“The Open Boat” is considered by some critics to be Stephen Crane’s masterpiece. Summarizing the rudimentary plot—the struggle of four shipwrecked men to survive in a rough sea in a ten-foot dinghy—suggests little of the story’s abiding interest. At its center lies not the question of who will survive, ultimately revealed as a matter of chance anyway, but rather the progressively revealed nature of human life and the place of humanity in the universe. The theme is not presented as an abstract philosophical statement; it emerges, rather, from a brilliantly compelling rendition of life in an open boat, vividly portrayed and psychologically exact.
The events immediately preceding those of “The Open Boat” are recounted in “Stephen Crane’s Own Story,” published January 7, 1897—five days after the Commodore sank—in the New York Press. The short story can be appreciated without reading the journalistic narrative, though knowing the context is useful as background. It is instructive, nevertheless, to compare the openings. “Stephen Crane’s Own Story” begins, after the dateline, “It was the afternoon of New Year’s. The Commodore lay at her dock in Jacksonville”—functional journalistic prose, whose sole purpose is the objective presentation of facts. The opening of “The Open Boat,” on the other hand—“None of them knew the color of the sky” is one of the most famous sentences in modern literature. Arrestingly, with the utmost concision, it reveals the essentials of life in a ten-foot dinghy: One’s world is reduced, one’s attention is focused solely on survival from moment to moment. What the men know about, in frighteningly intimate detail, is the waves that threaten to swamp the boat.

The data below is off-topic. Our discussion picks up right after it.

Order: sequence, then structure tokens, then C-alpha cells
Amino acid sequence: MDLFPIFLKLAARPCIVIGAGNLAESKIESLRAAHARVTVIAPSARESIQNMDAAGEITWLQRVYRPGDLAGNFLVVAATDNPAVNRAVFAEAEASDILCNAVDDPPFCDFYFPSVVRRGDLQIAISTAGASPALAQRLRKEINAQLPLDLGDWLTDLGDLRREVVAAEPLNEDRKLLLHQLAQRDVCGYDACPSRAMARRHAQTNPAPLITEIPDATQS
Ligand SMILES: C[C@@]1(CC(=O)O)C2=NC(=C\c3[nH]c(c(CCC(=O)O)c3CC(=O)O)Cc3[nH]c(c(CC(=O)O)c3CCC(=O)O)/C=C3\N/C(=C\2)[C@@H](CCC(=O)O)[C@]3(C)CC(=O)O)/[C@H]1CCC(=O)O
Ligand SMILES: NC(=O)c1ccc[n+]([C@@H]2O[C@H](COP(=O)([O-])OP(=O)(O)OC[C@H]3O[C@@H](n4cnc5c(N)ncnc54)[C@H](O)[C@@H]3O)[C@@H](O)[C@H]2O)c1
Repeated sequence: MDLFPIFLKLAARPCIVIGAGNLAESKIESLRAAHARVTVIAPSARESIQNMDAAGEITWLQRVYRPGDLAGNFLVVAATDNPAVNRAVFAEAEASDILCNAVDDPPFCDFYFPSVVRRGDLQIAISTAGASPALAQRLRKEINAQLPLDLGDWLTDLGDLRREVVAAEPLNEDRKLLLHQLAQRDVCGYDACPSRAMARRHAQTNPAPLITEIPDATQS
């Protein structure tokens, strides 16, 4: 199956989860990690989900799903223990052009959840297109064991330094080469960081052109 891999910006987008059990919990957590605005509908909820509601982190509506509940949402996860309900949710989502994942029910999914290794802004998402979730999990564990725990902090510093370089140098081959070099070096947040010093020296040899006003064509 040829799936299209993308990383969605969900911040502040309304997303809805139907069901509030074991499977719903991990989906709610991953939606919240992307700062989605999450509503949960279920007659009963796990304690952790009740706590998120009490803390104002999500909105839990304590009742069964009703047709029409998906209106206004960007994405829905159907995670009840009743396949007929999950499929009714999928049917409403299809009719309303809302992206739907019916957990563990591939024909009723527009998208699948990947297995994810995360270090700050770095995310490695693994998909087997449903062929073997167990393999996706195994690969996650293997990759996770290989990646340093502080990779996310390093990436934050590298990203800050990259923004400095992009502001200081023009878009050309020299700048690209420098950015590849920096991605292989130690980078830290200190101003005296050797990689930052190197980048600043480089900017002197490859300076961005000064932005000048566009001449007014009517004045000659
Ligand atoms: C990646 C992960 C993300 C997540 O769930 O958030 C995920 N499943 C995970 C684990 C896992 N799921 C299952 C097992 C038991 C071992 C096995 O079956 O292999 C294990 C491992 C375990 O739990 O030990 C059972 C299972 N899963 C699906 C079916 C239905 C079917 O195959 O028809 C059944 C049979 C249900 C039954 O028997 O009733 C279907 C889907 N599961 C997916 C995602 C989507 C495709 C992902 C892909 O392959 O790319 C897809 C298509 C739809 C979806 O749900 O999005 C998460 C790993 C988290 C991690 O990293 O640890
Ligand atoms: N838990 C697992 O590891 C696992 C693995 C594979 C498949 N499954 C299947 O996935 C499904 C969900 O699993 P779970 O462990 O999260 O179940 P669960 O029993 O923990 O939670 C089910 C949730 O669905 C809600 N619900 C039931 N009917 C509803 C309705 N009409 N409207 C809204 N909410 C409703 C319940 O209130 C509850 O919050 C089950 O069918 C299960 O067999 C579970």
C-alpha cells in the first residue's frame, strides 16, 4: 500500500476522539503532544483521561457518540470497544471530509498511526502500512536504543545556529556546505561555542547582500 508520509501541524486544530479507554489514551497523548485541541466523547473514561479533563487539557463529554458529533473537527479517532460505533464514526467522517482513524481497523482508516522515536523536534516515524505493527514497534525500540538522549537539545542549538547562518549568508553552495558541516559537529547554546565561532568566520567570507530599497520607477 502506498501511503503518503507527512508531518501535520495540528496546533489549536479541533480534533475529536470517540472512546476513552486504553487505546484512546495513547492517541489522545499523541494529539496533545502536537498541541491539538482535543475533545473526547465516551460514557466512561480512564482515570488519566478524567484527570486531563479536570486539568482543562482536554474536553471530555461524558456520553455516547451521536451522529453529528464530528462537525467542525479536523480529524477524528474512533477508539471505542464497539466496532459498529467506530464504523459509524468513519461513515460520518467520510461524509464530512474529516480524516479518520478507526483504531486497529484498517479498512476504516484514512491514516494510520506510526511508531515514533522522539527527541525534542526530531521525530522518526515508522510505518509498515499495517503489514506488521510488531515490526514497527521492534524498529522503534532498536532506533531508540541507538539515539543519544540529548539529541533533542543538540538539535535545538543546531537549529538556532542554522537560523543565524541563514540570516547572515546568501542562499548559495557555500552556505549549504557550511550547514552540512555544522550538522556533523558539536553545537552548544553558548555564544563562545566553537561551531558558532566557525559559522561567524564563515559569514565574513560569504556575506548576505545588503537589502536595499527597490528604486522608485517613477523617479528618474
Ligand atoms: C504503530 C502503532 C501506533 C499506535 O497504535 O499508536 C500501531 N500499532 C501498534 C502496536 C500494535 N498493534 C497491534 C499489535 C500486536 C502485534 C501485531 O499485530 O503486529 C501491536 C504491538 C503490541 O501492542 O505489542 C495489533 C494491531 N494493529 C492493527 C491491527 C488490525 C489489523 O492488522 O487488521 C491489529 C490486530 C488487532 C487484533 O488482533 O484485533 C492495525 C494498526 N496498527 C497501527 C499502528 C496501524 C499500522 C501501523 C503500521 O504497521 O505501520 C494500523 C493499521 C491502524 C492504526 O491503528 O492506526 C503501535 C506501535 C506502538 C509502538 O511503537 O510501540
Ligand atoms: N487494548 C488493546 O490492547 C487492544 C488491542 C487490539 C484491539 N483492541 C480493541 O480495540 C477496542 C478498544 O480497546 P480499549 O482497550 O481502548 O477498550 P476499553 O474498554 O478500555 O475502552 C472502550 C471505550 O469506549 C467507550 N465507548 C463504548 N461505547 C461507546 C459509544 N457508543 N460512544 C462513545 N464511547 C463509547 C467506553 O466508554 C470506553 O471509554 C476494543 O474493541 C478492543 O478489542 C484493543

The four men in the dinghy are the captain of the Commodore; the oiler, who worked in the engine room; the ship’s cook; and the correspondent, Stephen Crane himself. They have come together by accident, strangers whose names—except for the oiler’s, given incidentally in dialogue—are not even mentioned. This deliberate omission comes to suggest, by the end, that the men are Everyman, that everyone, in a symbolic separated sense, lives in an open boat without knowing it.
They are separated from the sea by “six inches of gunwale.” The correspondent rows and wonders “why he was there”—in that boat, in that particular place and time—but the wonderment is also about his life and about human life in general. Many of the details in the story have a similar double significance, coming as they do from two different angles: The correspondent is sitting in the boat six inches from the waves, and is at the same time reflecting on the events afterward as he writes the story.
The surface structure of “The Open Boat” is that of the journey itself; an almost random movement as the boat, sometimes controlled by the struggling oarsmen, sometimes by wind and waves, works its way up and down the Florida coast. Land and safety are within sight but are unattainable because of the pounding surf. A more significant movement lies in the rapidly altering perspectives of the men as they experience hope and fear, confidence and despair, anger, puzzlement, and love for one another in the brotherhood of the boat—a lifetime’s range of emotions. Ultimately, however,...
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